The City Council on Monday, July 15, voted 4-1 to approve a resolution which set a public hearing Aug. 19 for Louisburg Landing Partners LLC’s proposed development of townhomes and single-family homes along Danford Drive in Summerfield Village. Council member Thorvald McKiearnan cast the no vote. The council also voted 5-0 to approve a resolution which set a public hearing Aug. 19 for MBB,LLC’s proposed development of single-family homes in Prairie Crossings. The public hearings for both developments will take place during the council’s regular meeting that evening, at which time the council could vote to establish the RHID and approve the development plans.
If county commissioners or the school board vote to oppose the city’s RHID, the proposal would not move forward, Law said. He said the county and the school board were not required to vote on the RHID. They could allow the project to move forward by not taking any action or they could vote to support it.
Biermann said the increased development would bring more students to the school district, which also would likely mean more state aid. The school district’s facilities also are in a position to accommodate growth, he said.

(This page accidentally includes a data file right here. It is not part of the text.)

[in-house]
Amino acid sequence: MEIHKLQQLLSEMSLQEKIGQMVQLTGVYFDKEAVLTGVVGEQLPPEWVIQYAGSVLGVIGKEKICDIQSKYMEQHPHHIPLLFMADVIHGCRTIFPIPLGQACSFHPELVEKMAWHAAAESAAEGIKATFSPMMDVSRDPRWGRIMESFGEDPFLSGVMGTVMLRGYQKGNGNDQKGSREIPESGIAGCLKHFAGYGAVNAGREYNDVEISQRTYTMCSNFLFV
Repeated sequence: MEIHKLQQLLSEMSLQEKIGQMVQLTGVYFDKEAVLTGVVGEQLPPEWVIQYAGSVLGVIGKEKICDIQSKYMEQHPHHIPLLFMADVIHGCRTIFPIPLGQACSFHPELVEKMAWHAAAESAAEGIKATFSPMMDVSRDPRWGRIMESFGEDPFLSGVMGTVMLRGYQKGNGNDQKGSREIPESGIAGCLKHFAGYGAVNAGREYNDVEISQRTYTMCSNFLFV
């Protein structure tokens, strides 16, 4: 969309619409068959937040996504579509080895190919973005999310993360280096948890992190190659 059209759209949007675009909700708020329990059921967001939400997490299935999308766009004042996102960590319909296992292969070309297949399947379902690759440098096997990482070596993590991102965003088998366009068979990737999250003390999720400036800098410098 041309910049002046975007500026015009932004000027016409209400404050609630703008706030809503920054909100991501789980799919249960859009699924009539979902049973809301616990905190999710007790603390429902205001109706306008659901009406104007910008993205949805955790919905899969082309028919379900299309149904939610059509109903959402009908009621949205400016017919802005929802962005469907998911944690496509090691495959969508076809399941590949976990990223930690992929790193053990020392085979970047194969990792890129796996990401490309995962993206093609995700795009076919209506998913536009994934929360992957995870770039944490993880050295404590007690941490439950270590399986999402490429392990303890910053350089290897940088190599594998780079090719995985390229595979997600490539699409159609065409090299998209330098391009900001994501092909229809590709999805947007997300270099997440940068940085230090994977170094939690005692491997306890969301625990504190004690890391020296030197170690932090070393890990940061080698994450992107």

Biermann said Dale Dennis with the State Board of Education was not aware of any school district ever opposing an RHID project. RHID projects have been completed in communities across the state since the program was established by a legislative act in 1998.
School board members asked questions but showed no opposition to the proposed RHID.
Biermann said he didn’t foresee a need for the school district to raise its mill levy to accommodate the additional students these developments likely would bring to the community. And Law said he does not anticipate property owners seeing an increase in taxes to pay for additional services — such as police and fire protection — that might be required to handle the influx of population, based on the number of new housing units proposed in the three subdivisions.
School board member John Payton said the district is not losing property taxes it is currently receiving.
“We’re just not getting something we don’t have yet,” Payton said, referring to incremental tax increases on new housing starts in the next 15 years in those subdivisions.
And are not likely to have after 15 years without the incentive program, Law said.
“Rather than taking a passive approach and hope development comes, it’s trying to make sure that it does come,” Law said.